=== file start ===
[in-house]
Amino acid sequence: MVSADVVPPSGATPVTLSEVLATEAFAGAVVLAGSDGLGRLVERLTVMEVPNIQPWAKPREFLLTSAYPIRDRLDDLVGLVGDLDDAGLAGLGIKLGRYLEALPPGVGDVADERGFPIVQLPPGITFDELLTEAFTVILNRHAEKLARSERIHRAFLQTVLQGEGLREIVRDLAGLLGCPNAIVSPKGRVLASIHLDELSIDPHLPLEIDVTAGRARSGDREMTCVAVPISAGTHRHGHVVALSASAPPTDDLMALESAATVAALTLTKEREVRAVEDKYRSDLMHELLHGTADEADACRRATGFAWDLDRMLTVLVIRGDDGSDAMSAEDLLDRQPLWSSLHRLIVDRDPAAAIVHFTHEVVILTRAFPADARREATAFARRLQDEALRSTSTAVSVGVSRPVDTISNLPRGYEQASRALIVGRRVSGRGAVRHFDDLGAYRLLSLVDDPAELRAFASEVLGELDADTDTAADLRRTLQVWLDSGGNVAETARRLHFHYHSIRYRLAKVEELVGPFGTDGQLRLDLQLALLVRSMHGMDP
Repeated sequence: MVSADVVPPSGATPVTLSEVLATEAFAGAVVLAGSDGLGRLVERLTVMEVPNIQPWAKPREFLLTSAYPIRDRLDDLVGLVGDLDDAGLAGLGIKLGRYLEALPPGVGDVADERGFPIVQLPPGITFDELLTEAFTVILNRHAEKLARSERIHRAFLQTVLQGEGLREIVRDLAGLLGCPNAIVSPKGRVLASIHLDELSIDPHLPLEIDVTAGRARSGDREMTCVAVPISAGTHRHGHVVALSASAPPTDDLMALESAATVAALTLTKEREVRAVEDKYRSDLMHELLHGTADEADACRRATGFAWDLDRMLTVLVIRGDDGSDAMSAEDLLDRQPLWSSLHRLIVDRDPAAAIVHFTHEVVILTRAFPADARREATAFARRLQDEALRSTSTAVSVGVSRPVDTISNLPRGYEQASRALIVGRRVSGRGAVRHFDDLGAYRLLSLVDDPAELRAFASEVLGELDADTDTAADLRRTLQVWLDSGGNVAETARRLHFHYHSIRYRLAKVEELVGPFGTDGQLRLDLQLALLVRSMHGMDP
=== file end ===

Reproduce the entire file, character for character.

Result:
[in-house]
Amino acid sequence: MVSADVVPPSGATPVTLSEVLATEAFAGAVVLAGSDGLGRLVERLTVMEVPNIQPWAKPREFLLTSAYPIRDRLDDLVGLVGDLDDAGLAGLGIKLGRYLEALPPGVGDVADERGFPIVQLPPGITFDELLTEAFTVILNRHAEKLARSERIHRAFLQTVLQGEGLREIVRDLAGLLGCPNAIVSPKGRVLASIHLDELSIDPHLPLEIDVTAGRARSGDREMTCVAVPISAGTHRHGHVVALSASAPPTDDLMALESAATVAALTLTKEREVRAVEDKYRSDLMHELLHGTADEADACRRATGFAWDLDRMLTVLVIRGDDGSDAMSAEDLLDRQPLWSSLHRLIVDRDPAAAIVHFTHEVVILTRAFPADARREATAFARRLQDEALRSTSTAVSVGVSRPVDTISNLPRGYEQASRALIVGRRVSGRGAVRHFDDLGAYRLLSLVDDPAELRAFASEVLGELDADTDTAADLRRTLQVWLDSGGNVAETARRLHFHYHSIRYRLAKVEELVGPFGTDGQLRLDLQLALLVRSMHGMDP
Repeated sequence: MVSADVVPPSGATPVTLSEVLATEAFAGAVVLAGSDGLGRLVERLTVMEVPNIQPWAKPREFLLTSAYPIRDRLDDLVGLVGDLDDAGLAGLGIKLGRYLEALPPGVGDVADERGFPIVQLPPGITFDELLTEAFTVILNRHAEKLARSERIHRAFLQTVLQGEGLREIVRDLAGLLGCPNAIVSPKGRVLASIHLDELSIDPHLPLEIDVTAGRARSGDREMTCVAVPISAGTHRHGHVVALSASAPPTDDLMALESAATVAALTLTKEREVRAVEDKYRSDLMHELLHGTADEADACRRATGFAWDLDRMLTVLVIRGDDGSDAMSAEDLLDRQPLWSSLHRLIVDRDPAAAIVHFTHEVVILTRAFPADARREATAFARRLQDEALRSTSTAVSVGVSRPVDTISNLPRGYEQASRALIVGRRVSGRGAVRHFDDLGAYRLLSLVDDPAELRAFASEVLGELDADTDTAADLRRTLQVWLDSGGNVAETARRLHFHYHSIRYRLAKVEELVGPFGTDGQLRLDLQLALLVRSMHGMDP